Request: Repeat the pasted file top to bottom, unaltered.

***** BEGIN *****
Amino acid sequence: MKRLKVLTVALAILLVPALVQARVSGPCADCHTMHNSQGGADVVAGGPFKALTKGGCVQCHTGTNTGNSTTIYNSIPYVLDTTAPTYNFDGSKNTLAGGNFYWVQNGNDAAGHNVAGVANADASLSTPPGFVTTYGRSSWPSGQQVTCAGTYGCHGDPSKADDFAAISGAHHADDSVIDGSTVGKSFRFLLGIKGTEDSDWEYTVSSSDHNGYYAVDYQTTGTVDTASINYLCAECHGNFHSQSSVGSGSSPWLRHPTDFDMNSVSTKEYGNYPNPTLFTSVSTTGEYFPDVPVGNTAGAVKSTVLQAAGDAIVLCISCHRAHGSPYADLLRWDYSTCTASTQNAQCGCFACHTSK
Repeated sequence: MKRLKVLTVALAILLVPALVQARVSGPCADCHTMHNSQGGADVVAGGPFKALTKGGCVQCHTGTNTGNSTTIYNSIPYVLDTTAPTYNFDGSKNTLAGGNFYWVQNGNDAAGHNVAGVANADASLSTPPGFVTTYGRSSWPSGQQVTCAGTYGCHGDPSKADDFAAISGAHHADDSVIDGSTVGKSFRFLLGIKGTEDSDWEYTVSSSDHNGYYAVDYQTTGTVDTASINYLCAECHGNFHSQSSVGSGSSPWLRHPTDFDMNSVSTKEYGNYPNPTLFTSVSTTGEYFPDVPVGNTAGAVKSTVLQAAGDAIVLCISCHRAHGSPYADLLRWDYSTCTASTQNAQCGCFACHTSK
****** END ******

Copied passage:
Amino acid sequence: MKRLKVLTVALAILLVPALVQARVSGPCADCHTMHNSQGGADVVAGGPFKALTKGGCVQCHTGTNTGNSTTIYNSIPYVLDTTAPTYNFDGSKNTLAGGNFYWVQNGNDAAGHNVAGVANADASLSTPPGFVTTYGRSSWPSGQQVTCAGTYGCHGDPSKADDFAAISGAHHADDSVIDGSTVGKSFRFLLGIKGTEDSDWEYTVSSSDHNGYYAVDYQTTGTVDTASINYLCAECHGNFHSQSSVGSGSSPWLRHPTDFDMNSVSTKEYGNYPNPTLFTSVSTTGEYFPDVPVGNTAGAVKSTVLQAAGDAIVLCISCHRAHGSPYADLLRWDYSTCTASTQNAQCGCFACHTSK
Repeated sequence: MKRLKVLTVALAILLVPALVQARVSGPCADCHTMHNSQGGADVVAGGPFKALTKGGCVQCHTGTNTGNSTTIYNSIPYVLDTTAPTYNFDGSKNTLAGGNFYWVQNGNDAAGHNVAGVANADASLSTPPGFVTTYGRSSWPSGQQVTCAGTYGCHGDPSKADDFAAISGAHHADDSVIDGSTVGKSFRFLLGIKGTEDSDWEYTVSSSDHNGYYAVDYQTTGTVDTASINYLCAECHGNFHSQSSVGSGSSPWLRHPTDFDMNSVSTKEYGNYPNPTLFTSVSTTGEYFPDVPVGNTAGAVKSTVLQAAGDAIVLCISCHRAHGSPYADLLRWDYSTCTASTQNAQCGCFACHTSK